ing moratorium initiated by Councilman John Ferraro in response to local constituents’ desire to have a Park Mile Specific Plan adopted first. After adoption, Leo A. Daly’s proposed 330-unit project could not be built; the Archdiocese sold the land; seven RD3 (“Restricted Density�) townhomes and an office building (now the House of Lebanon) were constructed between Tremaine and Keniston; and Farmers Insurance built the two, three-story office buildings now on the remainder of the land along Wilshire between Keniston and Rimpau. All this was done in conformance with the newly adopted Park Mile Specific Plan. Restrictive Plan What is today allowable on the remaining vacant former Farmers property east of Rimpau, extending to Muirfield Road, also is subject to the density, height, setback, parking, and other restrictions of the Park Mile Specific Plan. These restrictions clearly are far more limiting than what the developers sought in their late 1970s proposal for 330 units and 27 stories. The adopted restrictions only allow three stories for new buildings, and the allowable density is very low. Not including the existing, historic, seven-story Farmers tower, and assuming that a new parking structure is built above (Please turn to page 11)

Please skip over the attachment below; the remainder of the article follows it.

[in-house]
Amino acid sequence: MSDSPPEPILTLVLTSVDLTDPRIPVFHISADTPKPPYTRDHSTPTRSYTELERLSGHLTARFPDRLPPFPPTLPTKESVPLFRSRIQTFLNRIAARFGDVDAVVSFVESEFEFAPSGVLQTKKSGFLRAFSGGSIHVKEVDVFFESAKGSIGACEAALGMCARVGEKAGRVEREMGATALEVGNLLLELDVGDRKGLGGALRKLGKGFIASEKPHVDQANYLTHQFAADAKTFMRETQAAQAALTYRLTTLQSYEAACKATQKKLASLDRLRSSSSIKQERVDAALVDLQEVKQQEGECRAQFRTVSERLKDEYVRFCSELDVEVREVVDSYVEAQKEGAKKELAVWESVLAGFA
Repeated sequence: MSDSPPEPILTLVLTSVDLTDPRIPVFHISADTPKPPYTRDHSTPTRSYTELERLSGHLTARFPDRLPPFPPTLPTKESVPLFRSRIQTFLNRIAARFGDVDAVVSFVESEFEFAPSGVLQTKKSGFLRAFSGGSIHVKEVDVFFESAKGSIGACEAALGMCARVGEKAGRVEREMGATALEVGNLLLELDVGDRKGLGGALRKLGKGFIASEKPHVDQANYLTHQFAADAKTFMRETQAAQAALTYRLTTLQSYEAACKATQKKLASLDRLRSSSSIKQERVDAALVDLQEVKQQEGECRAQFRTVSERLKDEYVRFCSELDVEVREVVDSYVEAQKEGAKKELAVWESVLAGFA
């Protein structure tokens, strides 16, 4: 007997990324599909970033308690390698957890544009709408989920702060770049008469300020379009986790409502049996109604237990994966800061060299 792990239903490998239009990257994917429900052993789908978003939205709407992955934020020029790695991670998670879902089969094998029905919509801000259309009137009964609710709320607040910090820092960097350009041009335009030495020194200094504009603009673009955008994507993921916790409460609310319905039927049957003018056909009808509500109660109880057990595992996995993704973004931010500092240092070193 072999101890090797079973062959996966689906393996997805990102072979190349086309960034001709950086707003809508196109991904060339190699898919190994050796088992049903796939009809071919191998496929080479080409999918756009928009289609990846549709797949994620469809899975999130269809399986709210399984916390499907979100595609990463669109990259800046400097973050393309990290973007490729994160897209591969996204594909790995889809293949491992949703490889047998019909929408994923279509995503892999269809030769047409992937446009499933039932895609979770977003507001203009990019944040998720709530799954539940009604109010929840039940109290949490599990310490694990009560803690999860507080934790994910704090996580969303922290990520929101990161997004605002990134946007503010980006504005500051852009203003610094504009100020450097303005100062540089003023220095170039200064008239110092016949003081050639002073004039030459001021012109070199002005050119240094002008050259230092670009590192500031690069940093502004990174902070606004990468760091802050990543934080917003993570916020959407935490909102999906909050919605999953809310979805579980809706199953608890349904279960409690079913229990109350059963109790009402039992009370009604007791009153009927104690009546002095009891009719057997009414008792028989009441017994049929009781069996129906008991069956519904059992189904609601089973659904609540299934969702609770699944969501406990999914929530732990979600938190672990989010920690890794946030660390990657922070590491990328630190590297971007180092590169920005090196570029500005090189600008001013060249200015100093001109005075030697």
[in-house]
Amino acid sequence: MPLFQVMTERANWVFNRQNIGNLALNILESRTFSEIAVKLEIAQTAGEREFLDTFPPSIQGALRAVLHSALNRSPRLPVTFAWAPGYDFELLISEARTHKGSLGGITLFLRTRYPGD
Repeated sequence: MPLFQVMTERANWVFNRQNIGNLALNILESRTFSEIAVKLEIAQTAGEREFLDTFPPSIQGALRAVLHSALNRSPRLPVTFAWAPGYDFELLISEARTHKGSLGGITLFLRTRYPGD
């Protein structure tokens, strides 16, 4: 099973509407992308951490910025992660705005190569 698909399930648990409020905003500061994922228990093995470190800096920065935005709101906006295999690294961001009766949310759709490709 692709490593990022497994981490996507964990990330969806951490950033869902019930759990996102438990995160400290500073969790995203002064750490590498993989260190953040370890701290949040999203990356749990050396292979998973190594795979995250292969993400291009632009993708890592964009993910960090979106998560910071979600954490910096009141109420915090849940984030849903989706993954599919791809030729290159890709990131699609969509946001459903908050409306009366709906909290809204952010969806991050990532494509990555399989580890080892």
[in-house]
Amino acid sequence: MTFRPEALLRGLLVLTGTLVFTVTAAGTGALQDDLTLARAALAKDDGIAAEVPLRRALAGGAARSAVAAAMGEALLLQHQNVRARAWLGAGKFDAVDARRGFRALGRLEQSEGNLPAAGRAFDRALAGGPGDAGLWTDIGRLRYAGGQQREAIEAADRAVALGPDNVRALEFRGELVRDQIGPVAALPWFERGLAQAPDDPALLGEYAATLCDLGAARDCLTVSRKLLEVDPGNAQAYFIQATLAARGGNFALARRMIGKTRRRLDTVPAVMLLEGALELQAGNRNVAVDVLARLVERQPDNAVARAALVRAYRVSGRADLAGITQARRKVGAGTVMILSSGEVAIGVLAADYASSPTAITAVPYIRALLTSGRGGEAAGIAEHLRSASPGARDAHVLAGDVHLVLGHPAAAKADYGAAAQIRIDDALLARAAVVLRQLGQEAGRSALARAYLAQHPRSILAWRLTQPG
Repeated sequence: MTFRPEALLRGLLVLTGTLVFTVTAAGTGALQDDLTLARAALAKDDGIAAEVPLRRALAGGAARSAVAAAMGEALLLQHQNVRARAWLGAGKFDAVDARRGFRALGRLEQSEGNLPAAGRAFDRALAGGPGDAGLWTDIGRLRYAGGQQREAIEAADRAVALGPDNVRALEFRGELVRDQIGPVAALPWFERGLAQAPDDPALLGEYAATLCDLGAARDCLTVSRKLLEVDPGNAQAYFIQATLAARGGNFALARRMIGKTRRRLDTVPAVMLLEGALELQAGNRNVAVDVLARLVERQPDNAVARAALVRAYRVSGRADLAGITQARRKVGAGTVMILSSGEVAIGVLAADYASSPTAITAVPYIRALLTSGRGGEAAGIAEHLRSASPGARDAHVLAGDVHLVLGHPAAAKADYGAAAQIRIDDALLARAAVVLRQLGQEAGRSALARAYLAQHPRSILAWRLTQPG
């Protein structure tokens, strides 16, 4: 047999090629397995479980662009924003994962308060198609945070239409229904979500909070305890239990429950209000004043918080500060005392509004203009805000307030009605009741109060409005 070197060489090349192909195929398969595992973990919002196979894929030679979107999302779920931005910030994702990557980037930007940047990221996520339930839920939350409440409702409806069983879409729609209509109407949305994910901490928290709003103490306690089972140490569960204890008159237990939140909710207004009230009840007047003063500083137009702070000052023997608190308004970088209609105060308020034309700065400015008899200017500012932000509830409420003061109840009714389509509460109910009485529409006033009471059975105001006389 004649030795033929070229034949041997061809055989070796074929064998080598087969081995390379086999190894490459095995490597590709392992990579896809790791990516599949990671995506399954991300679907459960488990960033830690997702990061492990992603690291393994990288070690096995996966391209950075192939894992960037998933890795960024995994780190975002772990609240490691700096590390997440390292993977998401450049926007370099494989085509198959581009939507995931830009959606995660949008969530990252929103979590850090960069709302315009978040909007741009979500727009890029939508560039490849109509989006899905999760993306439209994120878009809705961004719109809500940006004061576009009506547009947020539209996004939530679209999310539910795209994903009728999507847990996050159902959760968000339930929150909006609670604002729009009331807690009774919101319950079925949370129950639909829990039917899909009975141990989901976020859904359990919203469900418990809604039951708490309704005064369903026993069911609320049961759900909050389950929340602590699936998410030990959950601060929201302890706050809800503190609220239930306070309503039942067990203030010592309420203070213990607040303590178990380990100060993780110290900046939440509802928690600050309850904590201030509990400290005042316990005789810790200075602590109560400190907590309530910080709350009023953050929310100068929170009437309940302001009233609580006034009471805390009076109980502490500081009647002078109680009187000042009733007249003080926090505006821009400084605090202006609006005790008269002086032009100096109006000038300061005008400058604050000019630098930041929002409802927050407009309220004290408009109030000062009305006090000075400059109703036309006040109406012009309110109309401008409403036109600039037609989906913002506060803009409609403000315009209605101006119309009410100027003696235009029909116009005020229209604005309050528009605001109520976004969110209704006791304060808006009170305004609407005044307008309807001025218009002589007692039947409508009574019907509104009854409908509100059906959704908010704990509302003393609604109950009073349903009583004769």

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Larchmont Chronicle

MARCH 2016



Park Mile Specific Plan (Continued from page 10) ground to provide the required parking for offices in that tower, the zoning allows only 30 units, three-stories tall, along Wilshire Blvd., plus a five-unit three-story RD3 townhouse building and a ten-unit threestory RD3 townhouse building along 8th St., plus the parking structure up to three stories tall along Wilshire. The accompanying drawing depicts that allowable height and density. The drawing shows a total of 45 new units allowable on the vacant parking lots. If the parking for the office tower were built underground, then 14 additional threestory units could be built on Wilshire, totaling 59 new units on the vacant parking lots. CIM’s proposal By contrast to the 45 (or 59) units allowed, the current CIM Group proposal is to have 34 units on those vacant lots. As presented to the community and the city last fall, CIM Group proposes eleven condominium townhouses, twoand-a-half stories tall, on the Wilshire frontage in the western block that has the existing tower and three triplex buildings, three stories tall, on the Wilshire frontage in the eastern block (nine condominium units total). In the remainder of that eastern block, the proposal is for eight freestanding, singlefamily condominium homes, two-and-a-half stories tall, and six two-story single-family homes along Eighth Street. That equals 34 units on